Over the past few months we have seen a number of companies announcing high-end 2 TB PCIe 4.0 x4 M.2-2280 SSDs, which was not particularly surprising given positioning of these drives as well as expected lonf lifecycle on the market. What is a bit more surprising is that some manufacturers are also expanding their existing product lineups with 2 TB SSDs as NAND prices continue to fall. One of such companies is ADATA, which has just released a 2 TB flavor of its XPG SX8200 Pro.

ADATA’s XPG SX8200 Pro is a version of the company’s Gammix S11 Pro without an aluminum heat spreader, which ensures compatibility with laptops. Both drives come in the M.2-2280 form-factor and feature a PCIe 3.0 x4 interface, they are based on Silicon Motion’s SM2262EN controller (eight NAND channels, four ARM Cortex-R5 cores, NVMe 1.3, LDPC ECC, RAID engine, etc.) accompanied by Micron’s 3D TLC NAND. Previously, these drives only featured 256 GB, 512 GB, and 1 TB configurations, but recently ADATA expanded the family with a 2 TB model.

As for performance, the manufacturer claims that the top-of-the-range XPG SX8200 Pro 2 TB drive offers up to 3.5 GB/s sequential read speed and up to 3 GB/s sequential write speed when pSLC caching is used (data based on CDM benchmark), as well as up to 360K random read/write 4K IOPS. The drive is rated for 1280 TB over a 5-year warranty period.

ADATA XPG SX8200 Pro Specifications
Capacity 256 GB 512 GB 1 TB 2 TB
Model Number ASX8200PNP-256GT-C ASX8200PNP-512GT-C ASX8200PNP-1TT-C ASX8200PNP-2TT-C
Controller Silicon Motion SM2262EN
Form-Factor, Interface M.2-2280, PCIe 3.0 x4, NVMe 1.3
Sequential Read 3500 MB/s
Sequential Write 1200 MB/s 2300 MB/s 3000 MB/s
Random Read IOPS 220K IOPS 390K IOPS 360K IOPS
Random Write IOPS 290K IOPS 380K IOPS 360K IOPS
Pseudo-SLC Caching Supported
DRAM Buffer Yes, capacity unknown
TCG Opal Encryption No
Power Management DevSleep, Slumber (0.14 W).
Warranty 5 years
MTBF 2,000,000 hours
TBW 160 TB 320 TB 640 TB 1280 TB
Additional Information Link

ADATA’s 2 TB XPG SX8200 Pro is already available in the US for $289.99, in select European countries (from eBay) for about €306 ~ €308, and in Japan for ¥36,680.

Related Reading:

Sources: ADATA, PC Watch

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  • Alistair - Monday, August 12, 2019 - link

    nice, this has been the best deal for a high performance 1TB drive in Canada for almost a year, was really hoping a 2tb would release!
  • voodoobunny - Monday, August 12, 2019 - link

    "ADATA’s 2 TB XPG SX8200 Pro is already available in the US for $289.99"

    If recent price drops are anything to go by, this should be at price-parity with the Intel 660p by Christmas.
    (which means, *you* get a 2TB! And *you* get a 2TB! And *you* get a 2TB! *Everybody* gets a 2TB! because it will be way *better* than the 660p...)
  • PEJUman - Tuesday, August 13, 2019 - link

    660p is QLC nand and as a result will always use half of the TLC counterparts. Considering both NANDs are made by Micron (what used to be Micron/Intel JV), I imagine pricing will always scale similarly... $180/$300 for 2TB QLC/TLC.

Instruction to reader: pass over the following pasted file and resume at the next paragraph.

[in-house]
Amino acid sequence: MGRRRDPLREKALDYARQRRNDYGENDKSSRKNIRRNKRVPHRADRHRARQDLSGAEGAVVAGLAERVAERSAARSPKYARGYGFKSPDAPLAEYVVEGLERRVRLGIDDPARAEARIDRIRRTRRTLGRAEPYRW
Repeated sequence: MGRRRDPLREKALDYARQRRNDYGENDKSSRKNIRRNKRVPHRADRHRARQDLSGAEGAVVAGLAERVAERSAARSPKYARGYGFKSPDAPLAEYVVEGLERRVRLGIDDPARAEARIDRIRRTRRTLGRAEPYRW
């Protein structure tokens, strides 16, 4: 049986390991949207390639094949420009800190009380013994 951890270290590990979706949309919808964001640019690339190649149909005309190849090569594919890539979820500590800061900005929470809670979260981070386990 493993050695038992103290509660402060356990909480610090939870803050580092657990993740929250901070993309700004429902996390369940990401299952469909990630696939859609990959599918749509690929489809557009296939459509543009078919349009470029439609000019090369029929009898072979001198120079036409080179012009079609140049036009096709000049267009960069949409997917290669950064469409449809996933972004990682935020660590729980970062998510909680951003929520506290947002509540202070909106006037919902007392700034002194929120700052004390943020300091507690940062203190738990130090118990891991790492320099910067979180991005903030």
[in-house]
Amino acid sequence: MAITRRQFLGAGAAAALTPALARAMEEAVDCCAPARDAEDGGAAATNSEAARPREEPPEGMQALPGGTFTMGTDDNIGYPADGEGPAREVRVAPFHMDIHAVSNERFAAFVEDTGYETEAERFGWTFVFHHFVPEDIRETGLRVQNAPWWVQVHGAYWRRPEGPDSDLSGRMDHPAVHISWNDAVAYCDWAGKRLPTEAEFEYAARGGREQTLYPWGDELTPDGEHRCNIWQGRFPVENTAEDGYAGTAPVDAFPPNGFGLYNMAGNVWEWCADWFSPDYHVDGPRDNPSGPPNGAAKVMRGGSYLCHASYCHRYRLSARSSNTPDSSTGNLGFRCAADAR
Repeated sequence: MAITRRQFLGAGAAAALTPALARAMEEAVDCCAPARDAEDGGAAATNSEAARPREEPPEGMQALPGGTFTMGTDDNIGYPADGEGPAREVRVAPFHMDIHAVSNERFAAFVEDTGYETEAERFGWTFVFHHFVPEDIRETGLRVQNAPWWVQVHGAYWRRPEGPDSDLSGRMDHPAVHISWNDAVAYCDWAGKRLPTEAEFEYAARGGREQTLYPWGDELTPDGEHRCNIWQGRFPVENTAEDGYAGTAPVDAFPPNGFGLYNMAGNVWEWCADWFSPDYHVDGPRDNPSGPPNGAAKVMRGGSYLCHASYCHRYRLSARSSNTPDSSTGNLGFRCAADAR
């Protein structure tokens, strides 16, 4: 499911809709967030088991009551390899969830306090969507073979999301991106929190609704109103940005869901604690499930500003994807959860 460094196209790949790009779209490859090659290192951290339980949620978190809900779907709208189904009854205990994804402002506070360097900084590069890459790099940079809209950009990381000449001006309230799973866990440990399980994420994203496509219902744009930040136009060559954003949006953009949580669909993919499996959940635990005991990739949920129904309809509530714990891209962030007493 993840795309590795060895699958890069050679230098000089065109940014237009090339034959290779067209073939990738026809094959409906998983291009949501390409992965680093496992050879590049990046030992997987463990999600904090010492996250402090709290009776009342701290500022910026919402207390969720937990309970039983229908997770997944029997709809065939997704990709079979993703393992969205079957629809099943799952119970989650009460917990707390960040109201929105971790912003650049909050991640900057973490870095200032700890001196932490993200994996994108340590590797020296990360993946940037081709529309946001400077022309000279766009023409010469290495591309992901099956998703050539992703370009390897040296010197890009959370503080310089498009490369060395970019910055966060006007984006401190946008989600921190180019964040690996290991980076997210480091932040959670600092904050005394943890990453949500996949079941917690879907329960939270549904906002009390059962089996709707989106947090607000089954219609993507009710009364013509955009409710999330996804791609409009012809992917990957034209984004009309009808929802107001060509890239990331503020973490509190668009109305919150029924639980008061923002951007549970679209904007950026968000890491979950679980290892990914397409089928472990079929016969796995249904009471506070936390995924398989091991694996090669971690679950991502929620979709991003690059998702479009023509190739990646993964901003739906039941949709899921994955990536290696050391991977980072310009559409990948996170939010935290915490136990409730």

So if you can get $200 2TB TLC using micron NAND in BF’19, I am betting the 660p 2TB QLC will be ~$120.
  • Bulat Ziganshin - Tuesday, August 13, 2019 - link

    why half? qlc/tlc = 4/3 and it doesn't include controller (which is more complex for tlc if you are goinf to reach the same perfromance). so for $200 tlc drive, equivalent qlc should be $170-180
  • PEJUman - Tuesday, August 13, 2019 - link

    2Tb 660p is selling now for $180 in US.
    I am not saying it scales perfectly, ergo the ~ sign. But controller and Dram is not $100, probably closer to $20-30, rest is NAND.
  • PEJUman - Tuesday, August 13, 2019 - link

    It Doubles between version because SLC:MLC:TLC:QLC is an increasing bit count. 1 bit, 2 bits, 3 bits, and 4 bits. Meaning 2:4:8:16 voltage level.
  • frenchy_2001 - Tuesday, August 13, 2019 - link

    Voltage levels double each time, stored bits do not.
    SLC->MLC 1bit->2bits = double
    MLC->TLC 2bits->3bits = 50% more
    TLC->QLC 3bits->4bits = 33% more
    This is bits/celll, but cell sizes are not necessarily the same (or even using the same tech).

    So far, biggest bit production boost has been from added layers in 3D NAND.
  • PEJUman - Tuesday, August 13, 2019 - link

    4 bits is 16 levels = 0000,0001,0010,0011,...1111
    3 bits is 8 levels = 000. 001, 010, 011, ... 111

    Bits are binary system, each digit increment meant doubling.
    Similarly, decimal (0 thru 9), where each digit increment meant 10 fold increase.

    Almost all of the modern NAND are 3D, with layers varying from 32 to 96, and soon beyond.
  • TheUnhandledException - Tuesday, August 13, 2019 - link

    The number of levels double but the number of bits does not. 4 bit per cell vs 3 bit per cell is only 33% more bits per cell. If you have flash with 1 billion cells then if it is TLC then it would be 3 Gb and if it is QLC it would be 4 Gb.
  • Fulljack - Tuesday, August 13, 2019 - link

    have been using the 512GB version since this May. can confirm this is a real good hardware

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